The League

Tim McHale
Texans Blogger

Tim McHale

The editor-in-chief of SB Nation's site for all things Houston Texans, the aptly named Battle Red Blog.

Suspension is sufficient


While the Associated Press certainly has a right to call for a re-vote on both the DROY and All-Pro teams, I think it's chiefly an ill-conceived publicity stunt, a reactionary move made in response to the performance enhancing drug hysteria that has gripped baseball.

Brian Cushing reportedly tested positive for a non-steroidal banned substance on a single occasion in September of 2009. He played the remainder of the 2009 NFL season at a nearly unimaginable level of excellence for a rookie, repeatedly passing multiple additional drug tests along the way. Under any interpretation, it's illogical to believe that Cushing's single, tested failure in September had an unfair or unjust affect on his play in October, November, December, and/or January. I believe the AP's decision to re-vote is little more than a reactionary witch hunt. When viewed objectively (which could admittedly be beyond my abilities as a fan of the Houston Texans), if a voter deemed Brian Cushing the outstanding defensive rookie of the 2009 season during the original voting process, that voter should still consider Cushing the defensive rookie of the year.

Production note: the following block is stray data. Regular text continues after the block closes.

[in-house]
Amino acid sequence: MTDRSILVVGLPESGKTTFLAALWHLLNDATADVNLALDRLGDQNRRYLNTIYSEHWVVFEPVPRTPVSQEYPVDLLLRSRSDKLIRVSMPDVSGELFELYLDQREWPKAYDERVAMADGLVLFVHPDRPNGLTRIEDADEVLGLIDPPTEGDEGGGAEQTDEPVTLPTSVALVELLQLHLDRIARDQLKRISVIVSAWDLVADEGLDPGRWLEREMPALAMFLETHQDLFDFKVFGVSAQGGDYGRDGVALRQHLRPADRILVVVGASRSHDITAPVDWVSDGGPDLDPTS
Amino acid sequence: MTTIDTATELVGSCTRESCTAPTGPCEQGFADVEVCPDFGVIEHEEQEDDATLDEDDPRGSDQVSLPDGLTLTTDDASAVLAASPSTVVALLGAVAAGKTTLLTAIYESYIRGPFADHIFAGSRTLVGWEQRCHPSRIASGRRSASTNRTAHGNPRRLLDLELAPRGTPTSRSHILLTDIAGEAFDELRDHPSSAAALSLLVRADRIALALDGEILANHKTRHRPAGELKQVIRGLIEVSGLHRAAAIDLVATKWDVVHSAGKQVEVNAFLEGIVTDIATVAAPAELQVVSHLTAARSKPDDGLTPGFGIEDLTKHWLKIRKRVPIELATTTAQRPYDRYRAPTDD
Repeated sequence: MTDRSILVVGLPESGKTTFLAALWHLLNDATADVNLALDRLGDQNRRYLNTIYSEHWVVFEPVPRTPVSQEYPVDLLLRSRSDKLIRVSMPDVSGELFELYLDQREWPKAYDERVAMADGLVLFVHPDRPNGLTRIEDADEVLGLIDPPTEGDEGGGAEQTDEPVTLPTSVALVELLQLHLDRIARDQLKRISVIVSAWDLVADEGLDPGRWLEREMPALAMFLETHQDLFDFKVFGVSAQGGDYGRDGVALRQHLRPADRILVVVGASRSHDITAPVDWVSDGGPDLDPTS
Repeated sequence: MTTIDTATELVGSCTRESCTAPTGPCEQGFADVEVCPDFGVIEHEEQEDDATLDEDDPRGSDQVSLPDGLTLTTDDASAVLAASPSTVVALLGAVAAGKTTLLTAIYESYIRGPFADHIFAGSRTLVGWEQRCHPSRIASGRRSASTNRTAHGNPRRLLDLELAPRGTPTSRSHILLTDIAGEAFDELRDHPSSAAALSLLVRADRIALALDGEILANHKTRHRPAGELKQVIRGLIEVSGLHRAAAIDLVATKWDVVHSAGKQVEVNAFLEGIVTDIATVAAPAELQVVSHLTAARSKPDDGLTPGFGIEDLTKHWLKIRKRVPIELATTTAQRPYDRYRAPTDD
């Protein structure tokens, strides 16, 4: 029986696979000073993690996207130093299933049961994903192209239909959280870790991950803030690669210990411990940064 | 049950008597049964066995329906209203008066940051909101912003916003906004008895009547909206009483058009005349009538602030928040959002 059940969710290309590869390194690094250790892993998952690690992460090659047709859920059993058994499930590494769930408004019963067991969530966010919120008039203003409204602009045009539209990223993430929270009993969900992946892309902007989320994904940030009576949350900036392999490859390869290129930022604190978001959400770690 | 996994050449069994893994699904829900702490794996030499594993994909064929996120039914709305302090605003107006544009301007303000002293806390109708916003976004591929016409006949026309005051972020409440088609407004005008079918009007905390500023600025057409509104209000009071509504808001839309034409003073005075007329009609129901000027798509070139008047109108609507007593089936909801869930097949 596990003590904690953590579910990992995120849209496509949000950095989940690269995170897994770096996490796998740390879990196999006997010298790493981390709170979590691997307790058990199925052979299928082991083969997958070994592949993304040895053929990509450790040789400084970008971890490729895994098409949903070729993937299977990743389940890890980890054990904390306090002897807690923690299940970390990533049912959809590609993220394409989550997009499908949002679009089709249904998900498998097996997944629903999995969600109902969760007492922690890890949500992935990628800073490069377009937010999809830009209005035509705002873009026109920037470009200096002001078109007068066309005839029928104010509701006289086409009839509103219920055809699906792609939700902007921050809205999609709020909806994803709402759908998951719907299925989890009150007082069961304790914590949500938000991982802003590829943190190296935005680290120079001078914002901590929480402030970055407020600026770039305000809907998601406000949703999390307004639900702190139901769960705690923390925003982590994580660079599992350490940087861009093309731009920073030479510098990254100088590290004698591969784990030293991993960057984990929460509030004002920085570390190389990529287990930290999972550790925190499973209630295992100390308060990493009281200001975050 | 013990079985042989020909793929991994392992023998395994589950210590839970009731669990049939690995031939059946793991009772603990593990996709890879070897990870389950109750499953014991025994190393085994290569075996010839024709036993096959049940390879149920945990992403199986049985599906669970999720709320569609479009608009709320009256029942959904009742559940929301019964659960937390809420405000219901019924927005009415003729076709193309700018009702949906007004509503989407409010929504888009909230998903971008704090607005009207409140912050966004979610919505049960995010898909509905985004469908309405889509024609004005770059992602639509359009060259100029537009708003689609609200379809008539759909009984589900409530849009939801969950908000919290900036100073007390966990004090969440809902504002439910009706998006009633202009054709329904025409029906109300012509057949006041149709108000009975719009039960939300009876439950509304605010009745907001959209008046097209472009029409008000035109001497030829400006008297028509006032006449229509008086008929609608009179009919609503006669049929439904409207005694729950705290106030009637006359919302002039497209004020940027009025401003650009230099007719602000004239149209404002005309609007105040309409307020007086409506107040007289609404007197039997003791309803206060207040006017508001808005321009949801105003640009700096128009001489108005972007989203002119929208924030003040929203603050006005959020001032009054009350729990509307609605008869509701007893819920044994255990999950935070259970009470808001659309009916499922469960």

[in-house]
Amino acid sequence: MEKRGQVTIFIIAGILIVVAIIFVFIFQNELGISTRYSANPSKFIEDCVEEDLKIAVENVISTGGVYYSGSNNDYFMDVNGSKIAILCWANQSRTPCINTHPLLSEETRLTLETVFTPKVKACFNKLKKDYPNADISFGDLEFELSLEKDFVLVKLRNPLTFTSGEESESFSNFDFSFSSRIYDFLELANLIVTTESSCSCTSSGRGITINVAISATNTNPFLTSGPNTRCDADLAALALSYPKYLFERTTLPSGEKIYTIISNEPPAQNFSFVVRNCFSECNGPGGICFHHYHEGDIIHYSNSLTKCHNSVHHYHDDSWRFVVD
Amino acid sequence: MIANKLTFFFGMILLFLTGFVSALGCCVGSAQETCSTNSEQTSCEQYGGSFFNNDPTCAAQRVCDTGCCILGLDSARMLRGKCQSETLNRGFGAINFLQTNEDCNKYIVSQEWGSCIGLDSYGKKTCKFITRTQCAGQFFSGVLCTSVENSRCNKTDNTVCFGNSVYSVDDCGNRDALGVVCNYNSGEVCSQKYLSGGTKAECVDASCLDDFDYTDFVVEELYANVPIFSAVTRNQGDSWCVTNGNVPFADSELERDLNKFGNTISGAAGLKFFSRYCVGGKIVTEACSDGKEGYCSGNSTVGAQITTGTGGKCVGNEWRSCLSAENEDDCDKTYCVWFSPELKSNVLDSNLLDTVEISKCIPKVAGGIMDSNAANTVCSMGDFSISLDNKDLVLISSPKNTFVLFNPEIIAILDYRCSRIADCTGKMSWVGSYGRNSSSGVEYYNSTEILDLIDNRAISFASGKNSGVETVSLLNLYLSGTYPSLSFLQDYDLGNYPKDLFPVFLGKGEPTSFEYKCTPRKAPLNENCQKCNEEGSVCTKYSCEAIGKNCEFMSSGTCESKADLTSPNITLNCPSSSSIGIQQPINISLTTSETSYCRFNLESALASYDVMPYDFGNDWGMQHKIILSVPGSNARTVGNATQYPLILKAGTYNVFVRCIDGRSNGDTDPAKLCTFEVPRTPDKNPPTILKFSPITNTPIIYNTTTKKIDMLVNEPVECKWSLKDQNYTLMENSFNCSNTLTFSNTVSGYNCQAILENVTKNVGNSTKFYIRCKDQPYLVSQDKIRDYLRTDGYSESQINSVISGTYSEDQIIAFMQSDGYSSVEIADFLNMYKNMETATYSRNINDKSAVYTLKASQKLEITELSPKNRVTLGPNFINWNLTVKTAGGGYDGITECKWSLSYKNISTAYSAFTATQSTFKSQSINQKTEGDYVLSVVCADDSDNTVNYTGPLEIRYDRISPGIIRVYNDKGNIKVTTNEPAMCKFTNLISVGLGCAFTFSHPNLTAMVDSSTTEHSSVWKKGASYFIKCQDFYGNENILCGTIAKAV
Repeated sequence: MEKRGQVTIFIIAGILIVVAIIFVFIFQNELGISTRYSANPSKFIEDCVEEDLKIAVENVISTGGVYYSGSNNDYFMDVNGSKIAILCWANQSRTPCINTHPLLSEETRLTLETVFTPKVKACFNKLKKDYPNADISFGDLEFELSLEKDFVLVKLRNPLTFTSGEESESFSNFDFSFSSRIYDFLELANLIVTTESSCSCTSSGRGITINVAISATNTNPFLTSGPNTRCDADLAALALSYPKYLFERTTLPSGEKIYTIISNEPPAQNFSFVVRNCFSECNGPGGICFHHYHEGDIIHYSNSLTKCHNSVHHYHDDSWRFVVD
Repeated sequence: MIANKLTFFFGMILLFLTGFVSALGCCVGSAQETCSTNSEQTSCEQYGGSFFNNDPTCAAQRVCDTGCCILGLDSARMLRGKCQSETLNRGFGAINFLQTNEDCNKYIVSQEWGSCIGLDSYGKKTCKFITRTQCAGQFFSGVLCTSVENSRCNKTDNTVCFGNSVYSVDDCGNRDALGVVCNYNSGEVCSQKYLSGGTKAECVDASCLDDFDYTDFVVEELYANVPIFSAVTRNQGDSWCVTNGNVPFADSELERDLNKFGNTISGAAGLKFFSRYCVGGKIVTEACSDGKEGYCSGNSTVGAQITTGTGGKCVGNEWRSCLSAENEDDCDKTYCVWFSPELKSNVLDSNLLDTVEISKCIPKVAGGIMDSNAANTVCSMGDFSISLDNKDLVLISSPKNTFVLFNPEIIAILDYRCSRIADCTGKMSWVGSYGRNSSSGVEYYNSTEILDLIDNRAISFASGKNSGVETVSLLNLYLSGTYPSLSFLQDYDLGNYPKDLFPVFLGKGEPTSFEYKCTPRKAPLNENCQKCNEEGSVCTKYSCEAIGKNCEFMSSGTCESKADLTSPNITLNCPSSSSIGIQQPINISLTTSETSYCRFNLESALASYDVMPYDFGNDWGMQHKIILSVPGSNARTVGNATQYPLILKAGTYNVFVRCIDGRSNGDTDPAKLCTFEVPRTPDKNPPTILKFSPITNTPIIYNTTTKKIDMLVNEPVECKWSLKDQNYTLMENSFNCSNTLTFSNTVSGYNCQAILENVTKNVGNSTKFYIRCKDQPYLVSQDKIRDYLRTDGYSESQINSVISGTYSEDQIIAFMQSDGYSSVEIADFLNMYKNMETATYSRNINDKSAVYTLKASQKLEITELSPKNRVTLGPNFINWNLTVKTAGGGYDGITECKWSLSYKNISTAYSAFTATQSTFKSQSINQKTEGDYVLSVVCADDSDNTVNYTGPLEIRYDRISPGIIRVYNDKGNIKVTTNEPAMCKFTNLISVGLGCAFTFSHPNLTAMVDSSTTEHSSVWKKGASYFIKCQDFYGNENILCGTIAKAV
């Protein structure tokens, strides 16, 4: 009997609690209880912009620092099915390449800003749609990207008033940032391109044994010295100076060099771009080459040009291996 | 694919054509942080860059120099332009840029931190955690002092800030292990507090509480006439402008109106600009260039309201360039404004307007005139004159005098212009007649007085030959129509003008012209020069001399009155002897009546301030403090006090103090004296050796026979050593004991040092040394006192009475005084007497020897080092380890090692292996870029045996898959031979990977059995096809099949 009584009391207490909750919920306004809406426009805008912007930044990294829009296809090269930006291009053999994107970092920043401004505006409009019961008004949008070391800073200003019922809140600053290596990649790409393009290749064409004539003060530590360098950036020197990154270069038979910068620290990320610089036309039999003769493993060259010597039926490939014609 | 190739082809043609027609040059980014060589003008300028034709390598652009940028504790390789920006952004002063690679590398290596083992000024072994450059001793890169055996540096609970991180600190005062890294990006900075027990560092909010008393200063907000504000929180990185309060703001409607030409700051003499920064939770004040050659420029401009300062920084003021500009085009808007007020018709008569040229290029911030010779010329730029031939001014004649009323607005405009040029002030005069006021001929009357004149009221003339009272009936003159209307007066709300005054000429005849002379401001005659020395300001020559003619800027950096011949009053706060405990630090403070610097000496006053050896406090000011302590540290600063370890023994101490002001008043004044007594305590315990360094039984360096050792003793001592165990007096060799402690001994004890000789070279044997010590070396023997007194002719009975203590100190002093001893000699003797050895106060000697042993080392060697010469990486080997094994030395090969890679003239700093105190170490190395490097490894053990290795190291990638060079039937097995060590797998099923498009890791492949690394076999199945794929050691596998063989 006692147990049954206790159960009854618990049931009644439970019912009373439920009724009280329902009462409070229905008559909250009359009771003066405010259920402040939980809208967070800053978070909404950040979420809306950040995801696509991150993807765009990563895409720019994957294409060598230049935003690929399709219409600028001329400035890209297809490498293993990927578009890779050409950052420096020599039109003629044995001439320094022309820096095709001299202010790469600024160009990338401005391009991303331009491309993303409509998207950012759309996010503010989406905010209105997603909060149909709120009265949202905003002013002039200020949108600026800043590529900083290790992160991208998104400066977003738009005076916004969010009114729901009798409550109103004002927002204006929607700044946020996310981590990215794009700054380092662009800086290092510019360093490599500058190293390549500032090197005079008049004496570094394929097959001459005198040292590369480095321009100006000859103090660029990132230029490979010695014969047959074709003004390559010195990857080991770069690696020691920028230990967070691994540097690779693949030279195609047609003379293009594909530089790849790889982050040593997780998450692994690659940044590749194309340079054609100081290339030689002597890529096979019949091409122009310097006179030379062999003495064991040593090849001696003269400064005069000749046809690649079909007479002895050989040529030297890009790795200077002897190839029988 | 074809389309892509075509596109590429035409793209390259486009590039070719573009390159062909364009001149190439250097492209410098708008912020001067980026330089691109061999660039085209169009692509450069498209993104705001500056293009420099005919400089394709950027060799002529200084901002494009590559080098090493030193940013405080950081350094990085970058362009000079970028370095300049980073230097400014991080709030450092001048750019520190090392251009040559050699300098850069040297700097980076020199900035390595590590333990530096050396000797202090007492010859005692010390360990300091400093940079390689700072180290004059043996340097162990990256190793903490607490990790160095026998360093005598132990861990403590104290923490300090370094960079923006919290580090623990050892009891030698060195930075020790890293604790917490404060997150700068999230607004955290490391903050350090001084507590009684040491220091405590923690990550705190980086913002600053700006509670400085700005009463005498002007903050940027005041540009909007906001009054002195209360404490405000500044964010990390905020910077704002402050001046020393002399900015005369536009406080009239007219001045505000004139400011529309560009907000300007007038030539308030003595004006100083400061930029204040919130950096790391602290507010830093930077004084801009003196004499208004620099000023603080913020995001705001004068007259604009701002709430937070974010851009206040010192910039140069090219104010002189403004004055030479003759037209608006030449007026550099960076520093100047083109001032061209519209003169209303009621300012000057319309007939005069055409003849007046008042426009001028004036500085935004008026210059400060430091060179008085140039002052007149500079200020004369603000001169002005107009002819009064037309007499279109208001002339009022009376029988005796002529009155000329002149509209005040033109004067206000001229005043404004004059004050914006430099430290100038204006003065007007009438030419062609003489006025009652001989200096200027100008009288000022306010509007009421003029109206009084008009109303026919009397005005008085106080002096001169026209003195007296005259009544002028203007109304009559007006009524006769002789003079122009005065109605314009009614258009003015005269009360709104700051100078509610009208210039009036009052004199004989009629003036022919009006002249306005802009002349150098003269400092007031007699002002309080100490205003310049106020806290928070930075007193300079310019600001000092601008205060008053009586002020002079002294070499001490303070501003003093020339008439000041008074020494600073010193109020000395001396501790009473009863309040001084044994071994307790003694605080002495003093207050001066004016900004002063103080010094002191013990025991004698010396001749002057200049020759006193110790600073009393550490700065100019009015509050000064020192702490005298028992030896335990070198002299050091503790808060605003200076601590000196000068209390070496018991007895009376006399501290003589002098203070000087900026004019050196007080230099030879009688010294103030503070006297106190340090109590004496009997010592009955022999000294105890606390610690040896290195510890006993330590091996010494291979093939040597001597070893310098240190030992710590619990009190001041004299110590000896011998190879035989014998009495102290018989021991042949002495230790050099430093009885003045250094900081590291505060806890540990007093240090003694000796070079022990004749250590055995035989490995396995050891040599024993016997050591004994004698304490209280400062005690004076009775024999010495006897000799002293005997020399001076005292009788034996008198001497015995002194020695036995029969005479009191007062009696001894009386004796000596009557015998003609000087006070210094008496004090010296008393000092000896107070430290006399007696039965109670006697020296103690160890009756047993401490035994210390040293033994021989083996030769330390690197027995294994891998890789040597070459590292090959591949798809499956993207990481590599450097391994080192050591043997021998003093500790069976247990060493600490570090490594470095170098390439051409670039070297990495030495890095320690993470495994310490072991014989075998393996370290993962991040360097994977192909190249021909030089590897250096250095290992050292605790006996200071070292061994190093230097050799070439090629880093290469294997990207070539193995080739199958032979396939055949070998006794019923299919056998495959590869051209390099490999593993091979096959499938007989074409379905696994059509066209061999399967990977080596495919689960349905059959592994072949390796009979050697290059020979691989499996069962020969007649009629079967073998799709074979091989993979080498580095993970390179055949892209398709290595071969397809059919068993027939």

Brian Cushing violated the NFL's policy on performance-enhancing drugs. He'll miss the first four games of the 2010 NFL season. That, and not a short-sighted attempt to strip him of honors earned during his rookie season, is punishment enough. He'll do his time, as he should. The AP doesn't need to pile on.

By Tim McHale  |  May 12, 2010; 12:00 AM ET  | Category:  Houston Texans , NFL , NFL Rules , Roger Goodell , Steroids Save & Share:  Send E-mail   Facebook   Twitter   Digg   Yahoo Buzz   StumbleUpon   Technorati  
Previous: The pressure to perform | Next: Policy holes lead to undeserving winners

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